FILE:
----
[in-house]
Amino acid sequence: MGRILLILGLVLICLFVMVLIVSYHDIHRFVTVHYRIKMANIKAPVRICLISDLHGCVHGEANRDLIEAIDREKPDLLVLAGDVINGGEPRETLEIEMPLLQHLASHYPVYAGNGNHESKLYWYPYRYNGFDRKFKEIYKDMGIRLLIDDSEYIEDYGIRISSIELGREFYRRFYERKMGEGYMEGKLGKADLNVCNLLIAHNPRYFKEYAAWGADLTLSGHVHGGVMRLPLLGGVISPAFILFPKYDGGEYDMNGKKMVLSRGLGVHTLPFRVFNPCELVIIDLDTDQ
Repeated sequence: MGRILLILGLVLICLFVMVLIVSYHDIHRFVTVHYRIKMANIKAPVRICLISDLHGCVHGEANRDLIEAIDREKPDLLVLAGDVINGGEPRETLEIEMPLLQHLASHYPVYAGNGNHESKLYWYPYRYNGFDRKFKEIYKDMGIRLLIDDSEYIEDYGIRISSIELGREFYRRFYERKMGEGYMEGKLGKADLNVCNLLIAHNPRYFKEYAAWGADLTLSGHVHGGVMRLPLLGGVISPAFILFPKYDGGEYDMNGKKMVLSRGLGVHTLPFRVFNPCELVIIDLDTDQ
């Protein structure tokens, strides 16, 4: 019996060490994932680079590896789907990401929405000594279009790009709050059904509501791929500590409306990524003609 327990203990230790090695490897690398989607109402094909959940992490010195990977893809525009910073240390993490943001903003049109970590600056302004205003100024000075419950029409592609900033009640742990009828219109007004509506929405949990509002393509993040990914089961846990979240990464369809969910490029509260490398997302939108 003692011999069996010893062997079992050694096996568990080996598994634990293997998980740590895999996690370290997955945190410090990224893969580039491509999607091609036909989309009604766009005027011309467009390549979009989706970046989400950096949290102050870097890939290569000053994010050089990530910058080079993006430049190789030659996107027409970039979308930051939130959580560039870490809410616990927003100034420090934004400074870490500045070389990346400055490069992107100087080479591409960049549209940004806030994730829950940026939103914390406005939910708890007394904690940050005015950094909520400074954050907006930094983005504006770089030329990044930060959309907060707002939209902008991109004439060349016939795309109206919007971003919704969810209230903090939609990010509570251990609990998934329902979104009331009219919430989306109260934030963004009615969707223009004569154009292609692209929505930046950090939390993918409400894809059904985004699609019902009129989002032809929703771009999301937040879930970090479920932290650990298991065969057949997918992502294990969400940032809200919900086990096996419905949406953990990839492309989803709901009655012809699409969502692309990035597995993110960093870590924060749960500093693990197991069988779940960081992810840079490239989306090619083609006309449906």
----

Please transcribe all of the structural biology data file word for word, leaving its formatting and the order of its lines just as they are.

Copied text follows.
[in-house]
Amino acid sequence: MGRILLILGLVLICLFVMVLIVSYHDIHRFVTVHYRIKMANIKAPVRICLISDLHGCVHGEANRDLIEAIDREKPDLLVLAGDVINGGEPRETLEIEMPLLQHLASHYPVYAGNGNHESKLYWYPYRYNGFDRKFKEIYKDMGIRLLIDDSEYIEDYGIRISSIELGREFYRRFYERKMGEGYMEGKLGKADLNVCNLLIAHNPRYFKEYAAWGADLTLSGHVHGGVMRLPLLGGVISPAFILFPKYDGGEYDMNGKKMVLSRGLGVHTLPFRVFNPCELVIIDLDTDQ
Repeated sequence: MGRILLILGLVLICLFVMVLIVSYHDIHRFVTVHYRIKMANIKAPVRICLISDLHGCVHGEANRDLIEAIDREKPDLLVLAGDVINGGEPRETLEIEMPLLQHLASHYPVYAGNGNHESKLYWYPYRYNGFDRKFKEIYKDMGIRLLIDDSEYIEDYGIRISSIELGREFYRRFYERKMGEGYMEGKLGKADLNVCNLLIAHNPRYFKEYAAWGADLTLSGHVHGGVMRLPLLGGVISPAFILFPKYDGGEYDMNGKKMVLSRGLGVHTLPFRVFNPCELVIIDLDTDQ
């Protein structure tokens, strides 16, 4: 019996060490994932680079590896789907990401929405000594279009790009709050059904509501791929500590409306990524003609 327990203990230790090695490897690398989607109402094909959940992490010195990977893809525009910073240390993490943001903003049109970590600056302004205003100024000075419950029409592609900033009640742990009828219109007004509506929405949990509002393509993040990914089961846990979240990464369809969910490029509260490398997302939108 003692011999069996010893062997079992050694096996568990080996598994634990293997998980740590895999996690370290997955945190410090990224893969580039491509999607091609036909989309009604766009005027011309467009390549979009989706970046989400950096949290102050870097890939290569000053994010050089990530910058080079993006430049190789030659996107027409970039979308930051939130959580560039870490809410616990927003100034420090934004400074870490500045070389990346400055490069992107100087080479591409960049549209940004806030994730829950940026939103914390406005939910708890007394904690940050005015950094909520400074954050907006930094983005504006770089030329990044930060959309907060707002939209902008991109004439060349016939795309109206919007971003919704969810209230903090939609990010509570251990609990998934329902979104009331009219919430989306109260934030963004009615969707223009004569154009292609692209929505930046950090939390993918409400894809059904985004699609019902009129989002032809929703771009999301937040879930970090479920932290650990298991065969057949997918992502294990969400940032809200919900086990096996419905949406953990990839492309989803709901009655012809699409969502692309990035597995993110960093870590924060749960500093693990197991069988779940960081992810840079490239989306090619083609006309449906």